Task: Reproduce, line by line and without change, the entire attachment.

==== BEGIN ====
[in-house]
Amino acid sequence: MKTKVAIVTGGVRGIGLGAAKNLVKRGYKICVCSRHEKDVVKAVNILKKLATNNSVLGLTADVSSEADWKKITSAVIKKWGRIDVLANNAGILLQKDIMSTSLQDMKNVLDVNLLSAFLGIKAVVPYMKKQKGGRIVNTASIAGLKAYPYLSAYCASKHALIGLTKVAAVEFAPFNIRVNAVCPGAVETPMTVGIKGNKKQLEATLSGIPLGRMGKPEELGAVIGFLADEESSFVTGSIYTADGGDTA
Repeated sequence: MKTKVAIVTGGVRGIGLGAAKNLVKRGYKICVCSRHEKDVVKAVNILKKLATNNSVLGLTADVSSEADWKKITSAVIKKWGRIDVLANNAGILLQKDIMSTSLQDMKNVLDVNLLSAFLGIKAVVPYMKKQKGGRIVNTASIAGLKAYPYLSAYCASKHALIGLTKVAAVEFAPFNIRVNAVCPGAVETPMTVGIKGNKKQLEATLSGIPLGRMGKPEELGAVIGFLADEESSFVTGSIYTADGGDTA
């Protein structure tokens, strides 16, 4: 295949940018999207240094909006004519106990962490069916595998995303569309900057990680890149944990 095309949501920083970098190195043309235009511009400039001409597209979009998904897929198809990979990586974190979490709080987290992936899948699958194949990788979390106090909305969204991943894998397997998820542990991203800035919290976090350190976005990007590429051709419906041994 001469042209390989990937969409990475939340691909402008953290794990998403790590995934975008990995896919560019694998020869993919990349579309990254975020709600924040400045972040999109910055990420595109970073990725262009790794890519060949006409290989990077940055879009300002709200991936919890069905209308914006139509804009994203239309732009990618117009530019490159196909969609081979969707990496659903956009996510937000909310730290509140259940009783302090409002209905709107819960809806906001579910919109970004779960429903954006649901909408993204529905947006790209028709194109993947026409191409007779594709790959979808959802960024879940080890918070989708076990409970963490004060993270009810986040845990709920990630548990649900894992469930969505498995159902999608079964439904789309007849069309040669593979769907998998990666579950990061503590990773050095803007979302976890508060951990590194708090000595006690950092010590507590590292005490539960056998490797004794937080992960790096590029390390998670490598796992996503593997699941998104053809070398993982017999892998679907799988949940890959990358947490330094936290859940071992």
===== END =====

[in-house]
Amino acid sequence: MKTKVAIVTGGVRGIGLGAAKNLVKRGYKICVCSRHEKDVVKAVNILKKLATNNSVLGLTADVSSEADWKKITSAVIKKWGRIDVLANNAGILLQKDIMSTSLQDMKNVLDVNLLSAFLGIKAVVPYMKKQKGGRIVNTASIAGLKAYPYLSAYCASKHALIGLTKVAAVEFAPFNIRVNAVCPGAVETPMTVGIKGNKKQLEATLSGIPLGRMGKPEELGAVIGFLADEESSFVTGSIYTADGGDTA
Repeated sequence: MKTKVAIVTGGVRGIGLGAAKNLVKRGYKICVCSRHEKDVVKAVNILKKLATNNSVLGLTADVSSEADWKKITSAVIKKWGRIDVLANNAGILLQKDIMSTSLQDMKNVLDVNLLSAFLGIKAVVPYMKKQKGGRIVNTASIAGLKAYPYLSAYCASKHALIGLTKVAAVEFAPFNIRVNAVCPGAVETPMTVGIKGNKKQLEATLSGIPLGRMGKPEELGAVIGFLADEESSFVTGSIYTADGGDTA
């Protein structure tokens, strides 16, 4: 295949940018999207240094909006004519106990962490069916595998995303569309900057990680890149944990 095309949501920083970098190195043309235009511009400039001409597209979009998904897929198809990979990586974190979490709080987290992936899948699958194949990788979390106090909305969204991943894998397997998820542990991203800035919290976090350190976005990007590429051709419906041994 001469042209390989990937969409990475939340691909402008953290794990998403790590995934975008990995896919560019694998020869993919990349579309990254975020709600924040400045972040999109910055990420595109970073990725262009790794890519060949006409290989990077940055879009300002709200991936919890069905209308914006139509804009994203239309732009990618117009530019490159196909969609081979969707990496659903956009996510937000909310730290509140259940009783302090409002209905709107819960809806906001579910919109970004779960429903954006649901909408993204529905947006790209028709194109993947026409191409007779594709790959979808959802960024879940080890918070989708076990409970963490004060993270009810986040845990709920990630548990649900894992469930969505498995159902999608079964439904789309007849069309040669593979769907998998990666579950990061503590990773050095803007979302976890508060951990590194708090000595006690950092010590507590590292005490539960056998490797004794937080992960790096590029390390998670490598796992996503593997699941998104053809070398993982017999892998679907799988949940890959990358947490330094936290859940071992």